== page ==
A system is disclosed for automatically supervising the Related Application Data usage of telephone lines. The system includes a [63] Continuation-impart of Ser. No. 865,132, Oct. 9, customer-provided call timer device which is connect- 1969, abandonedable to a telephone company installed telephone coupler unit and controls the unit to impress a first audio [52] US. Cl 179/7-1 R alert ignal onto the local telephone lines associated Int. Cl. therewith after the lines have been in use for a prese- Field of Search 2 T lected time period. The call timer device further con- 27 6 7 6 84 B trols the telephone coupler unit to impress recurring audio alert signals at preselected time intervals followl References Cited ing the first audio alert signal and for the remainder of UNITED STATES PATENTS the call. The telephone coupler unit may be a standard 3,320,366 5 1967 Plummer 179/7.1 TP telephme company coupler that has been 3,204,032 8/1965 Pitts, .lr. .1 179 6 R fled and is Connected to the lines leading to the 3,156,781 11/1964 Hemminger 179/84 B l l teleph ne q ipm n n he lin l ing to the R23,855 7/1954 Peterson 179/6 R central office that the-audio alert signals are only dis- 2,4ss,797 11 1949 Baker 179 7.1 R emable on the local telephone equipment. 3,590,161 6/1971 Jacobs 179/7.1 R 2,602,119 7/1952 McCarthy.... 17917.1 R 8 Claims, 9 Drawing Figures eoooeoooo ooenooooeooo oeeeooooooco ll lllhllll Ulllllllll] PATENIEDAPR 2 19M SHEEI 3 BF 6 I N VEN TOR.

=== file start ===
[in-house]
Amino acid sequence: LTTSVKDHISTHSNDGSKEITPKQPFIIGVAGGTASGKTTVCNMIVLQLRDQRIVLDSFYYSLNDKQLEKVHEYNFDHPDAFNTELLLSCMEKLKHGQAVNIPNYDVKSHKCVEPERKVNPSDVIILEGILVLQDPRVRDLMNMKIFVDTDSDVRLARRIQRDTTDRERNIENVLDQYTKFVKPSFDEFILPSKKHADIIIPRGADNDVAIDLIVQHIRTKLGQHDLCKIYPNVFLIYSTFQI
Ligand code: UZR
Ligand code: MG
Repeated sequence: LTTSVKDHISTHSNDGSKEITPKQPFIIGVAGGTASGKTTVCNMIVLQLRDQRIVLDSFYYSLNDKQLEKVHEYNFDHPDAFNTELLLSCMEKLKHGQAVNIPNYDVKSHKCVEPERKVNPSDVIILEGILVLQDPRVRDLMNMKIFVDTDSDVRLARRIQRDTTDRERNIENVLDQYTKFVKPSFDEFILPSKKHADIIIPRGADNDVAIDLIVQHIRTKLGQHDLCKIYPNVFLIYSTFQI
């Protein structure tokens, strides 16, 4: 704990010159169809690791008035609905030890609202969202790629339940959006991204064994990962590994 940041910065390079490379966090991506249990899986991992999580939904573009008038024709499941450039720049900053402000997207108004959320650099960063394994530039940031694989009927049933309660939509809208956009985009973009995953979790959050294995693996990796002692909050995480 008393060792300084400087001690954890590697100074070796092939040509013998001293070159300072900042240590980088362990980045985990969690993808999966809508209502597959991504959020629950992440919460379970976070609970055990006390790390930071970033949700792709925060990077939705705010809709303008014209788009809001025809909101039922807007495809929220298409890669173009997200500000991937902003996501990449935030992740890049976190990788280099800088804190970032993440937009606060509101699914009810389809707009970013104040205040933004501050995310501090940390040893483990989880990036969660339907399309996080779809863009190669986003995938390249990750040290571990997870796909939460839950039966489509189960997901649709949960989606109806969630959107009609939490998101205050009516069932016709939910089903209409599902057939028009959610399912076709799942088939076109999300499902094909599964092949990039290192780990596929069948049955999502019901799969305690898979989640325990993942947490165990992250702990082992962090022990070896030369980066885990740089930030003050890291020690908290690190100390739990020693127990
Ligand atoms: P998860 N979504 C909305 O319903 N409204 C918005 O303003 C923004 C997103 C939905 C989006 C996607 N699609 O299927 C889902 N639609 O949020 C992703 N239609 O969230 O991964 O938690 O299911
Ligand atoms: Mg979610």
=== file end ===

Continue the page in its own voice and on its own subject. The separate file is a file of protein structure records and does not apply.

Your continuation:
SD06 v QwwKRvb Y w uodwm TELEPHONE CALL DURATION TIMER CROSS REFERENCE TO RELATED APPLICATIONS This application is a continuation-in-part of copending application Ser. No. 865,132 filed Oct. 9, 1969, and now abandoned.

BACKGROUND OF THE INVENTION This invention relates generally to a system for supervising the usage of telephone lines by alerting the telephone user when a call exceeds a preselected time period. More particularly the invention relates to a call timer device adapted to control a telephone company coupler unit so as to cause audio signals to be impressed on the telephone lines as an indication of the duration of the call.